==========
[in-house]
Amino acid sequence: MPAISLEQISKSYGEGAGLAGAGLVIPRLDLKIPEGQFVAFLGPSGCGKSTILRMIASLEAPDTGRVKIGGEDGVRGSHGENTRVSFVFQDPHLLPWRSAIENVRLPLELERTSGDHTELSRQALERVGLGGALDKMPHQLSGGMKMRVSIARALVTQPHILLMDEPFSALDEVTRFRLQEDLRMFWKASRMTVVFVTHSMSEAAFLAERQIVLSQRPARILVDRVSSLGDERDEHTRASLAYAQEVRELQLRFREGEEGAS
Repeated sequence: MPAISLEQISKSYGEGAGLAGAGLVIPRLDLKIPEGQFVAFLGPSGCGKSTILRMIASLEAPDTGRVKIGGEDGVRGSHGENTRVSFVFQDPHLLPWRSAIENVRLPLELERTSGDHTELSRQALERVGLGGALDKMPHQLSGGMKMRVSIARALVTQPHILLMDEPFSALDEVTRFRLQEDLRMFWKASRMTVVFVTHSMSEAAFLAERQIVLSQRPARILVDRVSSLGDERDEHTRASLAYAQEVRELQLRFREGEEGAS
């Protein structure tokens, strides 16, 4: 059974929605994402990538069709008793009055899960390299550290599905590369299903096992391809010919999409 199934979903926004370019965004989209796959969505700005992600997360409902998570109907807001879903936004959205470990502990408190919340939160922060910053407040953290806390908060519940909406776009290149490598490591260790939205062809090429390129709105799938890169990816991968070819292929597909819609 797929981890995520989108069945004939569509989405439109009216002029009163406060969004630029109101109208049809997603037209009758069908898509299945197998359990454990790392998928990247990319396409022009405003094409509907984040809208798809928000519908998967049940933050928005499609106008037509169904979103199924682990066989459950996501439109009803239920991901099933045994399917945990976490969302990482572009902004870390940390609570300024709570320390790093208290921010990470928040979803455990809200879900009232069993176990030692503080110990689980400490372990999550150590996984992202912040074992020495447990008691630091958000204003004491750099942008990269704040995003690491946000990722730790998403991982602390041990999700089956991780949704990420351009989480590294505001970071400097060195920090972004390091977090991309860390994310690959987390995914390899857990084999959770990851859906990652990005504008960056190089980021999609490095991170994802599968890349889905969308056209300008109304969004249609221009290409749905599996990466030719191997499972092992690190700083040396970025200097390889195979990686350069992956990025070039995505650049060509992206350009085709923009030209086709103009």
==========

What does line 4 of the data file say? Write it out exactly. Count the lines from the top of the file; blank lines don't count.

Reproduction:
């Protein structure tokens, strides 16, 4: 059974929605994402990538069709008793009055899960390299550290599905590369299903096992391809010919999409 199934979903926004370019965004989209796959969505700005992600997360409902998570109907807001879903936004959205470990502990408190919340939160922060910053407040953290806390908060519940909406776009290149490598490591260790939205062809090429390129709105799938890169990816991968070819292929597909819609 797929981890995520989108069945004939569509989405439109009216002029009163406060969004630029109101109208049809997603037209009758069908898509299945197998359990454990790392998928990247990319396409022009405003094409509907984040809208798809928000519908998967049940933050928005499609106008037509169904979103199924682990066989459950996501439109009803239920991901099933045994399917945990976490969302990482572009902004870390940390609570300024709570320390790093208290921010990470928040979803455990809200879900009232069993176990030692503080110990689980400490372990999550150590996984992202912040074992020495447990008691630091958000204003004491750099942008990269704040995003690491946000990722730790998403991982602390041990999700089956991780949704990420351009989480590294505001970071400097060195920090972004390091977090991309860390994310690959987390995914390899857990084999959770990851859906990652990005504008960056190089980021999609490095991170994802599968890349889905969308056209300008109304969004249609221009290409749905599996990466030719191997499972092992690190700083040396970025200097390889195979990686350069992956990025070039995505650049060509992206350009085709923009030209086709103009």